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The Role of Emotion in PTSD: Two Preliminary Studies

  • Mick J. Power (a1) and Claire Fyvie (a2)
Abstract

Background: Two studies are presented that highlight the role of emotion in PTSD in which we examine what emotions in addition to anxiety may be present. Aims: The first aim was to assess the overall emotion profile across the five basic emotions of anxiety, sadness, anger, disgust, and happiness in clients attending a stress clinic. A small pilot study was also carried out to see how the emotion profiles impacted on outcome for CBT. Method: In Study 1, 75 consecutive attenders at a trauma service who were diagnosed with PTSD were assessed with a number of measures that included the Basic Emotions Scale. Results: The results showed that less than 50% of PTSD cases presented with anxiety as the primary emotion, with the remainder showing primary emotions of sadness, anger, or disgust rather than anxiety. A second pilot study involved the follow-up across exposure-based CBT of 20 of the participants from Study 1. Conclusions: The results suggest that anxiety-based PTSD is more likely to benefit from exposure than is non-anxiety based PTSD. Implications both for the classification and the treatment of PTSD are considered.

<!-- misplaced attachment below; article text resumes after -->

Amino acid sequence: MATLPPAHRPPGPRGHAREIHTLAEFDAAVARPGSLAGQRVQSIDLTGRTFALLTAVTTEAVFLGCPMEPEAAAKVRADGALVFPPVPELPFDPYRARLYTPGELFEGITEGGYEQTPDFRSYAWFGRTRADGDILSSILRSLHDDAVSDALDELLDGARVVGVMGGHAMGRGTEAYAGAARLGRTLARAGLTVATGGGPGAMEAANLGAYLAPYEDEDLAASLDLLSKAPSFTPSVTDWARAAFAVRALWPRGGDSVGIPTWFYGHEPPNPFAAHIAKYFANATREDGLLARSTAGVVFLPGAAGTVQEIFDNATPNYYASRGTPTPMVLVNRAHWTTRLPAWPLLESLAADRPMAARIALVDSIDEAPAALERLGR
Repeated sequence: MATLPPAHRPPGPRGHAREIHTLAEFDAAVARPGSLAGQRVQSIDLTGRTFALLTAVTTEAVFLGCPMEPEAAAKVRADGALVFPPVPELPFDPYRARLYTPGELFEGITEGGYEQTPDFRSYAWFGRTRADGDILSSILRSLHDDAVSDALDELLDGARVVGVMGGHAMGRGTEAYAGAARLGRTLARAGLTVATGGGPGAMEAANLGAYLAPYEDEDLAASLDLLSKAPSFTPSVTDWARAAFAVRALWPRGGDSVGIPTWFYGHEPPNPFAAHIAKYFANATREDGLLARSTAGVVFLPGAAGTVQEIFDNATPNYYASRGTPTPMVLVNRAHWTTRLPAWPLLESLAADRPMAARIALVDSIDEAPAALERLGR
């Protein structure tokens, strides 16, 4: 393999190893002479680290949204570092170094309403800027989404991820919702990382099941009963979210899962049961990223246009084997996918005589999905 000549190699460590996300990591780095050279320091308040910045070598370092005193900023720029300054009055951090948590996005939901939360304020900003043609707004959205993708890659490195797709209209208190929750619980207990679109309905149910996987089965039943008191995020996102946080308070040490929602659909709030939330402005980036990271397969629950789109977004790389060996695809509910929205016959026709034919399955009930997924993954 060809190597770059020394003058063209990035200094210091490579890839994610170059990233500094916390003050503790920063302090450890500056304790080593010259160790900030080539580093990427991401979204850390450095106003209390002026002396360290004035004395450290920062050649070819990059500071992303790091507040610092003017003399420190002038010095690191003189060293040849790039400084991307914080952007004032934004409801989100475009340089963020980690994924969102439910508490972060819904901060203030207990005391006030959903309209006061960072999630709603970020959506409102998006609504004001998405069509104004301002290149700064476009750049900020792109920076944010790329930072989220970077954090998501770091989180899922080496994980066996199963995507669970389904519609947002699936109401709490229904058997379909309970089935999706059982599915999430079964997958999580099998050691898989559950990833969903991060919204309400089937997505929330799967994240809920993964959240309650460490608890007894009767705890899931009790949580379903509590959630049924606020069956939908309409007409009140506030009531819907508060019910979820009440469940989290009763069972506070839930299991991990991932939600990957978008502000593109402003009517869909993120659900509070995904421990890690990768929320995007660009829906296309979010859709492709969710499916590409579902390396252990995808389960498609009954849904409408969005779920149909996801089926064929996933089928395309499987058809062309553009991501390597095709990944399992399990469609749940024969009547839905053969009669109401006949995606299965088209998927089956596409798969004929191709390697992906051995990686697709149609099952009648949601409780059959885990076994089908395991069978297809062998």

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Corresponding author
Reprint requests to Mick Power, Clinical Psychology, Edinburgh University Medical School, Teviot Place, Edinburgh EH8 9AG, Scotland. E-mail: mjpower@staffmail.ed.ac.uk
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Behavioural and Cognitive Psychotherapy
  • ISSN: 1352-4658
  • EISSN: 1469-1833
  • URL: /core/journals/behavioural-and-cognitive-psychotherapy
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